In response to “where will you go?” I say, “those who wander are not always lost,” and there is “joy in the journey.” The first part is a popular quote from J.R.R. Tolkien, the second part is from the 1998 EFY theme and together they sum up what my spiritual journey is, and has been.

I was born and raised in the Church. From a young age I strived to do what my parents and leaders expected of me, yet as I got older this expected obedience began to chafe. Along with that was a growing longing to know more than the sanitized and correlated lessons we received every Sunday. I also craved the ritual and deep theology I saw in my friend’s faiths.

As an adult I became not only more aware of the systemic problems found in a Church that seemed to have forgotten some of its founding principles (such as Article of Faith 9), but that I wasn’t alone in my pain. I was stifled by the expected role of me as a woman, and doing what church leaders had told me to do did not yield their promised rewards. I began to resent God.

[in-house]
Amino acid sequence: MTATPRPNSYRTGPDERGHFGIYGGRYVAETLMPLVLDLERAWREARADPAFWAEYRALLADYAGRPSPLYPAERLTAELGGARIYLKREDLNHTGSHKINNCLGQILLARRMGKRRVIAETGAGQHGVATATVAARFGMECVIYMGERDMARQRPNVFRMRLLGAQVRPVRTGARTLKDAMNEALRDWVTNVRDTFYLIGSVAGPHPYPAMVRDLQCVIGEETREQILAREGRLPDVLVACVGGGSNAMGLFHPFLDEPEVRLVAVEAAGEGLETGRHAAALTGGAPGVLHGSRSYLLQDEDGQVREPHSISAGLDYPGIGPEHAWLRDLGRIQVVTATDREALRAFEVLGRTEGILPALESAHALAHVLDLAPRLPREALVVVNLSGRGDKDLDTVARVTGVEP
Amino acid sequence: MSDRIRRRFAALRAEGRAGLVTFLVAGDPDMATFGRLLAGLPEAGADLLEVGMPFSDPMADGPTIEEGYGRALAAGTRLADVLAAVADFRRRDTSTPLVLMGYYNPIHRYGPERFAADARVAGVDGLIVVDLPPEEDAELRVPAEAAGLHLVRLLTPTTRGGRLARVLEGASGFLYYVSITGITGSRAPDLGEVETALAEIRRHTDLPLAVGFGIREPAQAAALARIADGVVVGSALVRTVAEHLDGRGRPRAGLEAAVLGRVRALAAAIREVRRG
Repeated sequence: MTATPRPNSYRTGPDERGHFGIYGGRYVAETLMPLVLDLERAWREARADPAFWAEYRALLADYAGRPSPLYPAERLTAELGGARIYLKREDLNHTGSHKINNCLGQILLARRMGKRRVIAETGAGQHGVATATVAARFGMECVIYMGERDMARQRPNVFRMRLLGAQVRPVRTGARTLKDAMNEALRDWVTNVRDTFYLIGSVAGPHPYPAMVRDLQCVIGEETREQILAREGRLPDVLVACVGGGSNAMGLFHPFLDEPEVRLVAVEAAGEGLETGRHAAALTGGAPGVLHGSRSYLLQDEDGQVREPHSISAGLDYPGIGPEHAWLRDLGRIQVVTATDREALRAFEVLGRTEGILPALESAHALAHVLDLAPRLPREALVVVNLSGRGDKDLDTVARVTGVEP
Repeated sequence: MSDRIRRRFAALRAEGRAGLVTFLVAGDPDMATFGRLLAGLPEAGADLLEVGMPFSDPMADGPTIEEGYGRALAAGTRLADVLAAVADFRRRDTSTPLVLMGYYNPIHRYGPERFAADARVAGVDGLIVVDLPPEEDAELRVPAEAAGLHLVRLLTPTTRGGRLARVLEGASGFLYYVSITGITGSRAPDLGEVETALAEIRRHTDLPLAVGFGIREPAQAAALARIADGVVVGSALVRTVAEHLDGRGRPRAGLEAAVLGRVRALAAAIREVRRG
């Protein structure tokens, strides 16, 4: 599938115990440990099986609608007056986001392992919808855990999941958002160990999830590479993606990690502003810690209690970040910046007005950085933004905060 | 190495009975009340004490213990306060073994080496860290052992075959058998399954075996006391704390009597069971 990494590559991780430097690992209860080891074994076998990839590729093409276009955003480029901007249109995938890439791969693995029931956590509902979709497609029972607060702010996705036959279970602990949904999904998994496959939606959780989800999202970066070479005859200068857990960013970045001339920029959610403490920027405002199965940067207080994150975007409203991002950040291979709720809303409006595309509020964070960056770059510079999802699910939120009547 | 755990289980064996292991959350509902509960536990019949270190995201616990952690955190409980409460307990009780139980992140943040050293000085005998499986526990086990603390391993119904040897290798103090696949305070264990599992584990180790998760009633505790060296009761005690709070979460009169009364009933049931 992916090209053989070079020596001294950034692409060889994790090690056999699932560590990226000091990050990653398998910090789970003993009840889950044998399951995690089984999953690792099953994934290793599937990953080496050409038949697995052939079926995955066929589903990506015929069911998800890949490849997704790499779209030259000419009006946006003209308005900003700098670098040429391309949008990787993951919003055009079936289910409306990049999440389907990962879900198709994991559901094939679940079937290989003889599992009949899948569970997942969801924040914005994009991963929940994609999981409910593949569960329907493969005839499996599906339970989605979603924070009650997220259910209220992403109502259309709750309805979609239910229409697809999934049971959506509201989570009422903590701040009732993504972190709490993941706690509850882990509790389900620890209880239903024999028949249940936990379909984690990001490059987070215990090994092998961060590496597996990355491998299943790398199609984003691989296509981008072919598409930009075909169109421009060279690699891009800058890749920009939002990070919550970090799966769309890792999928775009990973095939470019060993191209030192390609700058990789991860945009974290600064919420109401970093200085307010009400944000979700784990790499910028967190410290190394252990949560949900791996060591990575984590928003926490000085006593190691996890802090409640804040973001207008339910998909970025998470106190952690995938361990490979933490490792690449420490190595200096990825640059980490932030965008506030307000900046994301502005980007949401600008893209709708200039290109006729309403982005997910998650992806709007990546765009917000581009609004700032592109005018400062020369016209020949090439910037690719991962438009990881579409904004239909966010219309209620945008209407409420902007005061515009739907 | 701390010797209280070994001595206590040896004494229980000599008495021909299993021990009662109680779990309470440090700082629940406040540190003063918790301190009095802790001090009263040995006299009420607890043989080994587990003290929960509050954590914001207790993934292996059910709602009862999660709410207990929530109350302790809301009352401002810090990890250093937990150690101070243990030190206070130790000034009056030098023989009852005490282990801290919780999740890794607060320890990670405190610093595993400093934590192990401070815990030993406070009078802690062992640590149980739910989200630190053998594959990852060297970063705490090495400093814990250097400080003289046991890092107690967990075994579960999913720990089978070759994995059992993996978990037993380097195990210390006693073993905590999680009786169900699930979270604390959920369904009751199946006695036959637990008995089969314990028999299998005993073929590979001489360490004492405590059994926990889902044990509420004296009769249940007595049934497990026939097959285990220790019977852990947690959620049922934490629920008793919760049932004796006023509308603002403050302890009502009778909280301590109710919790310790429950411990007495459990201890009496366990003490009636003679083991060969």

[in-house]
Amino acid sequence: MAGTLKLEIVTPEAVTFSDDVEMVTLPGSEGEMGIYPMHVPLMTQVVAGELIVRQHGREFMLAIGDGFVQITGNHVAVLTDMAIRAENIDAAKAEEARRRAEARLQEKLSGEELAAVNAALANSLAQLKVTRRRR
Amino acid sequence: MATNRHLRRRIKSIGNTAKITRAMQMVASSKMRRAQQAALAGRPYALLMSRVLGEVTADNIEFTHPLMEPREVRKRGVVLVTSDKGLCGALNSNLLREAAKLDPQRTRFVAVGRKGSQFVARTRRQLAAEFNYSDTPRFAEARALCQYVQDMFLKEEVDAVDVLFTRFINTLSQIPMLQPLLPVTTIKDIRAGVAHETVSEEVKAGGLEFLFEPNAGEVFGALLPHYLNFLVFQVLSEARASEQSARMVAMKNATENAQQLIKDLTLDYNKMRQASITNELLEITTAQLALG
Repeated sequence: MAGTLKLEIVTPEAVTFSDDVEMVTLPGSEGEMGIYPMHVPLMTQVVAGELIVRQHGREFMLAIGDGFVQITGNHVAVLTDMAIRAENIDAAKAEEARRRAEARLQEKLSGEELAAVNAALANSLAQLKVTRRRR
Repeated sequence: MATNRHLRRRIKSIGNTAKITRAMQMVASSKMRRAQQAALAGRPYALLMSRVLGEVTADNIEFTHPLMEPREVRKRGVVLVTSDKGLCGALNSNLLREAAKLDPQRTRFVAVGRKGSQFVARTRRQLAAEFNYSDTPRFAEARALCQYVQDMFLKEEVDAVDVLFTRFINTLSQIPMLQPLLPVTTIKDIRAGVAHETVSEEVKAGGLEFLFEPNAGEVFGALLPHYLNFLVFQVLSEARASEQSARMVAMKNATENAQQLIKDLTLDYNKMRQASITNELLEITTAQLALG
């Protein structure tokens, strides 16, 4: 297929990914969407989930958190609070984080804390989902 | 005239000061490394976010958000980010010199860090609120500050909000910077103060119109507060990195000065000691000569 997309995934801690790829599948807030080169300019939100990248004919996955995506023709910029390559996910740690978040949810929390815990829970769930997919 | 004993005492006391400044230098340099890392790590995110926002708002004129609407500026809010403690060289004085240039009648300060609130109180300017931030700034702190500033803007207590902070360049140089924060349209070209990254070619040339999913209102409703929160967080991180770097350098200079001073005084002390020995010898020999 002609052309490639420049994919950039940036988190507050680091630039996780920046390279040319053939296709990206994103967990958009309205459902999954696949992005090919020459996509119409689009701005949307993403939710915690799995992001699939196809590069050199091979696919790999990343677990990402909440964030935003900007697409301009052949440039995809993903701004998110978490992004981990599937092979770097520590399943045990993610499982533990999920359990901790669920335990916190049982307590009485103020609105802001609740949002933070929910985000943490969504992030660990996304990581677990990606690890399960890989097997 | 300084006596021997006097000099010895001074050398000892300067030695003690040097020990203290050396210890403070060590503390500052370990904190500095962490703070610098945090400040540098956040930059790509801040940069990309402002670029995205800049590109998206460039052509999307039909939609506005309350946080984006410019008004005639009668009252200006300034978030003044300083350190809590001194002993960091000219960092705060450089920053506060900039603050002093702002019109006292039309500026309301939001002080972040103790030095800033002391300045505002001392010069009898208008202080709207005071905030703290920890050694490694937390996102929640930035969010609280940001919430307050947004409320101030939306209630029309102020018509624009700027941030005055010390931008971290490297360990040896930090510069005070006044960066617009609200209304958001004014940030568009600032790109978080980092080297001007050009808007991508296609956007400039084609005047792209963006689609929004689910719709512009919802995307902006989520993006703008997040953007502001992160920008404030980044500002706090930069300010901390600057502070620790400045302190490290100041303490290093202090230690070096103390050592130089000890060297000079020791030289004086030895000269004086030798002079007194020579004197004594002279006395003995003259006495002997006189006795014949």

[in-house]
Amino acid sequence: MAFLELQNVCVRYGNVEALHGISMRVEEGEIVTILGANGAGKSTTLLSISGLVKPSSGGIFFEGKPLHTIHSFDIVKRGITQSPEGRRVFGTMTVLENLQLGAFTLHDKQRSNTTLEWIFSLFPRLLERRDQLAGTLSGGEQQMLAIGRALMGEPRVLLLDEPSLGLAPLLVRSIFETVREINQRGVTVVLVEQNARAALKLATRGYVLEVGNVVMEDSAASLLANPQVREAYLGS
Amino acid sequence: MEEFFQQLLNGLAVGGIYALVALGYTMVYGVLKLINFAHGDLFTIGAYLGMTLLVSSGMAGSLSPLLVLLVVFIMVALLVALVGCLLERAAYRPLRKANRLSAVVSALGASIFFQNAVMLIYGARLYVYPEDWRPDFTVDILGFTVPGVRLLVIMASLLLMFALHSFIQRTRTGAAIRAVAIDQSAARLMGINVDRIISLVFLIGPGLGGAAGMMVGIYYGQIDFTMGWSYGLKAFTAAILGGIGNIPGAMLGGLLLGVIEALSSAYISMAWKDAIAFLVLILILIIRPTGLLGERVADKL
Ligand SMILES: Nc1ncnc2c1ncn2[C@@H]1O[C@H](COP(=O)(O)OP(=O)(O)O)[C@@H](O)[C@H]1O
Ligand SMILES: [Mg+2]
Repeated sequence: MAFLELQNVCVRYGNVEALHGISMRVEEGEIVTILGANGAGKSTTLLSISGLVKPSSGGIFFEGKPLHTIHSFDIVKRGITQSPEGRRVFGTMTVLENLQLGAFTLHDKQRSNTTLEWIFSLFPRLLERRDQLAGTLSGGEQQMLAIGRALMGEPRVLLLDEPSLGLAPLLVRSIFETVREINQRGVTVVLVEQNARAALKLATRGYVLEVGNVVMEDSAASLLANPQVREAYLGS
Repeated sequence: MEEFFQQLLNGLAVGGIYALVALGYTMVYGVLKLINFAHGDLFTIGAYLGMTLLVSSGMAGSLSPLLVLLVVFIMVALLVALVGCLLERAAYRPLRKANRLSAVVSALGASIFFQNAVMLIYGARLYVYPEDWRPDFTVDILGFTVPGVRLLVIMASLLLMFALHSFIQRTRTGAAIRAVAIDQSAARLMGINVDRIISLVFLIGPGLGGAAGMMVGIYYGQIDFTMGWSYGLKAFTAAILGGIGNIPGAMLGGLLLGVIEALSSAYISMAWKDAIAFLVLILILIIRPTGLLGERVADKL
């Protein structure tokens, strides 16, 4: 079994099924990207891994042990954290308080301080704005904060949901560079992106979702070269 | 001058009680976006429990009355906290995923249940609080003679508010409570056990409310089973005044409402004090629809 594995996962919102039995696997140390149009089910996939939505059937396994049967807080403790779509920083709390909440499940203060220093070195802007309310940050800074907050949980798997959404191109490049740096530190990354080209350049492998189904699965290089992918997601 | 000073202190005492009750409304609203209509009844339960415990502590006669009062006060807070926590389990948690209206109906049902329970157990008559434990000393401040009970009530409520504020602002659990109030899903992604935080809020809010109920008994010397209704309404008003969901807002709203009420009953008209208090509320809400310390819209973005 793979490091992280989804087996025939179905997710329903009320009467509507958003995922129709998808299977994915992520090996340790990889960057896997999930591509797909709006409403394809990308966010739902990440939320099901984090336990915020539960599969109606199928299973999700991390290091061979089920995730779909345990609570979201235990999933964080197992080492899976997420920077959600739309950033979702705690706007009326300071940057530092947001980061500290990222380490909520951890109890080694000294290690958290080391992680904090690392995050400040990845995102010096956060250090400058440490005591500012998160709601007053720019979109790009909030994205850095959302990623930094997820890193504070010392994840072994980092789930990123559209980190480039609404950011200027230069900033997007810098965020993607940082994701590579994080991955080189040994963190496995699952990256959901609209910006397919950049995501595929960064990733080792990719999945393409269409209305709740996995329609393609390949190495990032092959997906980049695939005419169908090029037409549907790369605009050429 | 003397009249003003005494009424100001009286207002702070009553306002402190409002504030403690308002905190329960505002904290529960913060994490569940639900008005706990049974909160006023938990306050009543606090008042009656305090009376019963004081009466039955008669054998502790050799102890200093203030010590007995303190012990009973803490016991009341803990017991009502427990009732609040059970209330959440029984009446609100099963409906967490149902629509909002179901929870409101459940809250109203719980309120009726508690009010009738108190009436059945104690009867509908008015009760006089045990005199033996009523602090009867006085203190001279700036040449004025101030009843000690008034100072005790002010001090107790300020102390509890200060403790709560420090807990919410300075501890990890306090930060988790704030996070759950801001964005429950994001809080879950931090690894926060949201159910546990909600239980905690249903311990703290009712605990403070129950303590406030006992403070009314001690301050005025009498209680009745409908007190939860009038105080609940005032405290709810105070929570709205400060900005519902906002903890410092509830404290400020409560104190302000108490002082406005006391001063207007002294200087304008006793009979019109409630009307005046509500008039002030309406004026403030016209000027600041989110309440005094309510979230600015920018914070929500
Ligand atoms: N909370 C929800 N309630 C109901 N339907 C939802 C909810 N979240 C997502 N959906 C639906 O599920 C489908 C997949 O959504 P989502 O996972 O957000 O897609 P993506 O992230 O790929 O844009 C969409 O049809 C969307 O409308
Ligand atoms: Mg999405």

Ironically, discovering the Mormon feminist and activist community placed me on the path to reconcile with God. After years of trying to shore up my already broken shelf I had a powerful spiritual moment where God told me He loved me, and that it was OK for me to find a better spiritual path to walk.

I have met so many amazing people, each on their own spiritual paths, and have learned so much from them. I’ve also discovered not only fulfilling rituals in my new spiritual home, but more about the teachings and folklore of my old spiritual home. I wish the LDS leadership was secure enough to openly discussing the Church’s history, its wealth of theory, folklore, and teachings.
In the end no matter what Leaders, such as Ballard, say. They do not get to control my spirituality, nor my access to the Divine.

“Where will [I] go?” Wherever my soul takes me.